The latest R value for Scotland (published on 11 March) has reduced to between 0.6 to 0.8 compared to the previous five weeks estimate of between 0.7 and 0.9 (Figure 1), with a growth rate of between -6% and -4% implying that the number of infectious people is falling.

Since they were introduced in early January at a national level we have seen the impact of stay at home measures in reducing the level of SARS-CoV-2 in Scotland. An average of 527 cases were reported per day in the 7 days to 11 March, this is a similar number of cases as reported on 4 March, and follows a 33% decline from the week to 25 February[3]. Average daily cases reported are now less than a quarter of the peak of 2,323 in the week to 7 January. Our current position is 65 weekly cases per 100,000 in the week to 8 March[4]. This compares to 302 weekly cases per 100,000 on 8 January and is now similar to the weekly case rate observed at the end of September (see Figure 2). Test positivity has decreased since stay at home measures were introduced, and is now at 3.1% on average over the past week (to 8 March)4.

Figure 2. Seven day case rate for Scotland. Refers to PCR testing only.
The weekly case rate of diagnosed infection is defined as the number of newly reported, laboratory confirmed cases of SAR-CoV-2 per 100,000 population. This case rate rose from a low of 24.7 in September to 170.1 in October. It then reduced and levelled off at just over 100 by the beginning of December. At the end of December it rose sharply to just over 300 at the start of January.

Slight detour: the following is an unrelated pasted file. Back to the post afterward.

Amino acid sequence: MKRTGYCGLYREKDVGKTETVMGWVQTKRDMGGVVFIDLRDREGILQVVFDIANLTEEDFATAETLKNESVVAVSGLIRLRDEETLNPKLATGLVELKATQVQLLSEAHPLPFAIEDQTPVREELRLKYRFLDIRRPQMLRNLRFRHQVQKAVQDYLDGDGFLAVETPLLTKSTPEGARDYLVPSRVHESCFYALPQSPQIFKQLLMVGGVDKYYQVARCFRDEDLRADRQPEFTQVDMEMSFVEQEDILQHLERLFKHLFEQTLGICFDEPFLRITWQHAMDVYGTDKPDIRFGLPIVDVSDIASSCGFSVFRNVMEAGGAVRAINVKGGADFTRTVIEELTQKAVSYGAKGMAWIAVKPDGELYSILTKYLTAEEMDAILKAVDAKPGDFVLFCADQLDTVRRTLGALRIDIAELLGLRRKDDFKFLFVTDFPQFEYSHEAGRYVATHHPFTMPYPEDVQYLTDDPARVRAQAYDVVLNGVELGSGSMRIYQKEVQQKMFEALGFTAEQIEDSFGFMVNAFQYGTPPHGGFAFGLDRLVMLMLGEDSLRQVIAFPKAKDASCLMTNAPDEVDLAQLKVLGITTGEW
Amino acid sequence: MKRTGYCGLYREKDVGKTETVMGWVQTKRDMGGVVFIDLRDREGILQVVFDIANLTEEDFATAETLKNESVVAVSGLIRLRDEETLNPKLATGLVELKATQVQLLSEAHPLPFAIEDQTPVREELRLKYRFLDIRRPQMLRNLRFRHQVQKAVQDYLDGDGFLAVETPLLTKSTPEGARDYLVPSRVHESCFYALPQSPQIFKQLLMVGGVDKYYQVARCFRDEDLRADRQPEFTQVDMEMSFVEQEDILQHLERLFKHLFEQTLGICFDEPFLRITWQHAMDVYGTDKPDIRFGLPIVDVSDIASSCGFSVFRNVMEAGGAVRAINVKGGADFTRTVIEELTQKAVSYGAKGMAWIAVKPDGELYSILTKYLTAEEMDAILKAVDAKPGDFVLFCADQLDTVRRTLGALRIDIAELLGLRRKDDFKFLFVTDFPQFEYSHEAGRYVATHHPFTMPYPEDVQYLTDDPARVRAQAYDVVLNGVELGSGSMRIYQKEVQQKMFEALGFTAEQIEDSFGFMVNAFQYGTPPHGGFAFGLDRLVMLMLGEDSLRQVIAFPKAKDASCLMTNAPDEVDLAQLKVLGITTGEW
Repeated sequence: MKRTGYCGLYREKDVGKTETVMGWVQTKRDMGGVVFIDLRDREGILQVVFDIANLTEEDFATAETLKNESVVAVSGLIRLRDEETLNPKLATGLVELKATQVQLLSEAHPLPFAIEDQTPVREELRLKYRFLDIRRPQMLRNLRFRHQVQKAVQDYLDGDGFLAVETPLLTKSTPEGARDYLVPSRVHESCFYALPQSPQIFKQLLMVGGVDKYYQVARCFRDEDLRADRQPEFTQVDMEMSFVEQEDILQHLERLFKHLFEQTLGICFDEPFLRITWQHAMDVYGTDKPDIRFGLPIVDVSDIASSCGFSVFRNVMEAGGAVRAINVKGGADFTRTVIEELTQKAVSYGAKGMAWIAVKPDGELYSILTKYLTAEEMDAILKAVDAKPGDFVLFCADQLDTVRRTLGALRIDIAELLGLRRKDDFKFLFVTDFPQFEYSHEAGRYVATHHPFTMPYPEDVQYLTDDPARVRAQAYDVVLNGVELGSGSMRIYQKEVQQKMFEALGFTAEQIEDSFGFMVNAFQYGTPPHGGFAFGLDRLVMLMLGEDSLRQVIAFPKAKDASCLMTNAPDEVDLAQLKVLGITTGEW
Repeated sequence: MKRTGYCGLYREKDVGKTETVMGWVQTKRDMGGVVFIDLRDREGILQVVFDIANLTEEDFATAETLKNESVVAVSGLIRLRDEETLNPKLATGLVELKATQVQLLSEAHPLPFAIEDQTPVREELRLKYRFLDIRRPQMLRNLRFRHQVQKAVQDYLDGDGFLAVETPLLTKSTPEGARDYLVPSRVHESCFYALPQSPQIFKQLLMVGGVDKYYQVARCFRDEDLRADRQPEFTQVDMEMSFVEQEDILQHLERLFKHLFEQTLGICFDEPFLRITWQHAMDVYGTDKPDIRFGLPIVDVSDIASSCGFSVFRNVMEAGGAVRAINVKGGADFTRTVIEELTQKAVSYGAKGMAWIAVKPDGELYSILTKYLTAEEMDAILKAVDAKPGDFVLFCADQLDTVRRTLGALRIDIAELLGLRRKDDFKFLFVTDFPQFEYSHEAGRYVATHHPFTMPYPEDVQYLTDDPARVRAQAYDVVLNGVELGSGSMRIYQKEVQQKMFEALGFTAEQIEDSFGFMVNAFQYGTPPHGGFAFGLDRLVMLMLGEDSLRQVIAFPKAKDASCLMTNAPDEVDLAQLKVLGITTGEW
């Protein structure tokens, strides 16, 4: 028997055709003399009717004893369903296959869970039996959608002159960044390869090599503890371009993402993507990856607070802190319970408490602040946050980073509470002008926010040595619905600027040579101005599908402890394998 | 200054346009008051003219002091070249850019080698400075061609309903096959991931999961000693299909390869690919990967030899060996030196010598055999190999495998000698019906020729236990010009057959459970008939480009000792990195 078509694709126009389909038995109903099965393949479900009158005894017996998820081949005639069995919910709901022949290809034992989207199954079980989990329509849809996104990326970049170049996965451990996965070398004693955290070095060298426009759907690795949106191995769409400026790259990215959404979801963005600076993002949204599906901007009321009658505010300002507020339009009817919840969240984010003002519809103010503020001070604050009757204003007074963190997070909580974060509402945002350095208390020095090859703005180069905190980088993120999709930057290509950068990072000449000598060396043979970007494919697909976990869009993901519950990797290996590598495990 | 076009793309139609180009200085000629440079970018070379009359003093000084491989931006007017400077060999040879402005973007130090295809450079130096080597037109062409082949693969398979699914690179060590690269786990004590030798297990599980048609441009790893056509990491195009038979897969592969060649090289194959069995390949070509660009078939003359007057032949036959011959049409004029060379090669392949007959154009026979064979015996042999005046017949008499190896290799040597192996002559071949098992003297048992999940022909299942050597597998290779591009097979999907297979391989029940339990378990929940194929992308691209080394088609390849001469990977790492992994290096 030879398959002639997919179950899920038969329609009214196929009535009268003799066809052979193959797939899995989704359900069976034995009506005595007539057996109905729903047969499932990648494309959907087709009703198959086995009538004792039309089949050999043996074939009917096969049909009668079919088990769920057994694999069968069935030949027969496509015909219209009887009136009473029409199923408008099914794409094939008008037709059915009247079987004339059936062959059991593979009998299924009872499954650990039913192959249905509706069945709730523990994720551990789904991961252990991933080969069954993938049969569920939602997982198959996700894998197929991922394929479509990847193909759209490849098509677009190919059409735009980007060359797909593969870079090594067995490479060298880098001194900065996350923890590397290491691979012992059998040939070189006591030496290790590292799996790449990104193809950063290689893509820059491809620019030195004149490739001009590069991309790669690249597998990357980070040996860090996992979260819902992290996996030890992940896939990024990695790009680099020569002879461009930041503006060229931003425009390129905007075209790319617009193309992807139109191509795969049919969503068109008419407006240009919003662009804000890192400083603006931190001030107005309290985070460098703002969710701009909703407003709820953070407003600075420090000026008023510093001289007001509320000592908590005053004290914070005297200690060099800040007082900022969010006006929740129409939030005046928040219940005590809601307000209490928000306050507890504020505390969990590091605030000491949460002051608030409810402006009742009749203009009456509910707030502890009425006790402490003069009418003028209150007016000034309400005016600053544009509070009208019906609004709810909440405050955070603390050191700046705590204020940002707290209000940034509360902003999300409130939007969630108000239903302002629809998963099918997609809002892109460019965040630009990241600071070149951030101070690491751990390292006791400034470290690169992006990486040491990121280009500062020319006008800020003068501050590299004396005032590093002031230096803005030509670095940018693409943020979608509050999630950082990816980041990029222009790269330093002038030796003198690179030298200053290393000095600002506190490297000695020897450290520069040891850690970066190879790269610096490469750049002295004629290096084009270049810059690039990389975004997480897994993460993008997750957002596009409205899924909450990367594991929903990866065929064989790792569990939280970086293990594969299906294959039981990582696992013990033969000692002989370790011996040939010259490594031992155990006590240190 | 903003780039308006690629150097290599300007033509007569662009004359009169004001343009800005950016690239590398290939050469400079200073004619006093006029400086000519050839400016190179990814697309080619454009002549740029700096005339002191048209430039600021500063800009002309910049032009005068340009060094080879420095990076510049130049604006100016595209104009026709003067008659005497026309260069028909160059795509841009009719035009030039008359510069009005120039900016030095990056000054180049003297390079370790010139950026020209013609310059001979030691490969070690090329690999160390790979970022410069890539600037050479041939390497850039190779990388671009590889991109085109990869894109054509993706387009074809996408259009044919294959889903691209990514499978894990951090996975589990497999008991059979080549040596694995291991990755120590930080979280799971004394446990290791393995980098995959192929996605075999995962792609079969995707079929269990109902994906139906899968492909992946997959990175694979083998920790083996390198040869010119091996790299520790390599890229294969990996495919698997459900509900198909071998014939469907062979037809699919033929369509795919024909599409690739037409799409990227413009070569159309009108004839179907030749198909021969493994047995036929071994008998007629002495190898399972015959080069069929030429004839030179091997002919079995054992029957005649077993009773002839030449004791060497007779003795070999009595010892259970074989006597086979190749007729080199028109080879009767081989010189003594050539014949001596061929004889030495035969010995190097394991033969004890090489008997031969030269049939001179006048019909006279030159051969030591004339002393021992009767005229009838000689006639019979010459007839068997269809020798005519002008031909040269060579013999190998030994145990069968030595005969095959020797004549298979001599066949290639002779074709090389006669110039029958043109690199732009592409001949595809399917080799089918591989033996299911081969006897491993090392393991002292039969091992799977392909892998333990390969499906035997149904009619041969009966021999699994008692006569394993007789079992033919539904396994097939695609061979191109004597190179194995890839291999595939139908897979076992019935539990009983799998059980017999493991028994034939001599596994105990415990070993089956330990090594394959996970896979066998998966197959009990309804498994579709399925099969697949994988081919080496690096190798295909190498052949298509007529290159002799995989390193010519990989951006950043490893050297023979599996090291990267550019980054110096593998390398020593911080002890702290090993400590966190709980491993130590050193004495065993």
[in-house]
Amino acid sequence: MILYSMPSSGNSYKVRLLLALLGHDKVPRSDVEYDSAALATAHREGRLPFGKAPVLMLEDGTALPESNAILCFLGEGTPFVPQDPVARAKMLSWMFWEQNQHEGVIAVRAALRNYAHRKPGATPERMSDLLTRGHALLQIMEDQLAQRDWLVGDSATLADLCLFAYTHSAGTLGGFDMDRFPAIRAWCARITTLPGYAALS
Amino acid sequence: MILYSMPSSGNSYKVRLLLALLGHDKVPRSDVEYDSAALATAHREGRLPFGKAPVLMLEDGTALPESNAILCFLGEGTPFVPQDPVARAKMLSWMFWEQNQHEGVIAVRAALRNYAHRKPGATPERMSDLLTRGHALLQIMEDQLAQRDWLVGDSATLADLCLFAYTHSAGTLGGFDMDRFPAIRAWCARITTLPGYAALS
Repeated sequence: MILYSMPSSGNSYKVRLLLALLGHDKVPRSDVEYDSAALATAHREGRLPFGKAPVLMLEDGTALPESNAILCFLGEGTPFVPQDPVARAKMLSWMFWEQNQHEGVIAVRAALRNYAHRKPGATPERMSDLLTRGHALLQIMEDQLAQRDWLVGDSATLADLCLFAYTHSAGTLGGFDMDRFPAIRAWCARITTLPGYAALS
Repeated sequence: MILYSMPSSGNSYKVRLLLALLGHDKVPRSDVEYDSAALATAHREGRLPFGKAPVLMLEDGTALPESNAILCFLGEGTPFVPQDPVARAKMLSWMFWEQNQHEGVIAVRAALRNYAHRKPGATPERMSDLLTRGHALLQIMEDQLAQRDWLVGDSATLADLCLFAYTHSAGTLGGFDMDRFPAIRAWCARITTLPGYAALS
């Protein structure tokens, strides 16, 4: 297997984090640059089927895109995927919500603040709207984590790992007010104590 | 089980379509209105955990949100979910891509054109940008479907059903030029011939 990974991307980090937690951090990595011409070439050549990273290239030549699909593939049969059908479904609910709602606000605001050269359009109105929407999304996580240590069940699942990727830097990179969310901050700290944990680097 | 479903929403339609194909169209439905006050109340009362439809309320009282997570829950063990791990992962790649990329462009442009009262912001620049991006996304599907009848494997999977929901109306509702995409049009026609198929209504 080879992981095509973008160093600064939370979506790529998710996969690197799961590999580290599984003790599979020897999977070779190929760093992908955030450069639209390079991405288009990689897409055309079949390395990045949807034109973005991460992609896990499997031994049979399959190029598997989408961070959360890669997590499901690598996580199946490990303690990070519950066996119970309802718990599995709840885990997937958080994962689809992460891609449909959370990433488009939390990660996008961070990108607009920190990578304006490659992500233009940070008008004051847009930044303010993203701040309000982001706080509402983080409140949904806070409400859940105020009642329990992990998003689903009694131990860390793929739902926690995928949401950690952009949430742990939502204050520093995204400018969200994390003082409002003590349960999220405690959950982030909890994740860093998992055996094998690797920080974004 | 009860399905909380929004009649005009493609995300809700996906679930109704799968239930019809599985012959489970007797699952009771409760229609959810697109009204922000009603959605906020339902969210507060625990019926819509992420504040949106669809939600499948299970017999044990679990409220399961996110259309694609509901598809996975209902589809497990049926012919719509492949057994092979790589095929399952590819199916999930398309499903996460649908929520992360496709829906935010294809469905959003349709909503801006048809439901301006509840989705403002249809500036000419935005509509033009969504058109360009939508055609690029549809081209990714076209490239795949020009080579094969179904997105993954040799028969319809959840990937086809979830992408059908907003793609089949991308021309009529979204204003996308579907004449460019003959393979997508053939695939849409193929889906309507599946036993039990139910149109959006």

It has been decreasing since then and the weekly case rate is 62.9 as at 5 March and is now similar to the weekly case rate observed at the end of September.

There has been a further sharp decline in the case rate in the over 80s, and case rate in the 60-79 age band has also started to decline sharply since 21 February. Cases in other age groups have remain fairly stable, this week (Figure 3).

Figure 3. Seven day case rate in Scotland by age group by specimen date [5]. Refers to PCR testing only.
Figure 3 shows the seven day case rates per 100,000 for five different age bands over time. Each age band shows a similar trend with a peak in cases in January, with the 20-39 age band having the highest case rate and the 60-79 age band having the lowest case rate. The case rates for all age bands has been reducing since then. Three weeks ago we saw the start of a sharp decline in the case rate in the over 80s, and this has continued with a further sharp drop in cases in this age group this week. The case rate in the 60-79 age band has also started to decline sharply. Cases in other age groups have remained fairly stable, this week

Not everyone who has the virus will be tested, as many people do not realise they have COVID, or have mild symptoms and do not come forward. Latest modelled estimates suggest there are currently anywhere between 500 and 1,000 people infected in Scotland each day2. This means that as of 10 March there were between 10 and 19 new daily infections per 100,000 people.

The number of people in hospital with confirmed Covid for less than 28 days is declining. After peaking at 2,053 on 22 January, this figure has decreased and as of 11 March there were 556 patients in hospital with COVID-19. In addition, there was a fall in daily hospital admissions for people with Covid from a peak of 242 on 11January to 22 on 7 March[6].

There were 141 deaths registered where Covid was mentioned on the death certificate in the week to 7 March. This is a 39% decrease on the week before (230 deaths), and 79% lower than the peak in April (663 deaths). The proportion of deaths in care home has been gradually decreasing from 36% since mid-December to 10% of total deaths in the week to 7 March. Deaths involving coronavirus have declined most in those aged 75-84 and have gone down by 72% over the 3 weeks to 7 Mar[7]. Deaths in those aged 85+ have declined by 61% over the same time (Figure 4).

Figure 4. Deaths by age group (weekly total by week beginning, NRS) 7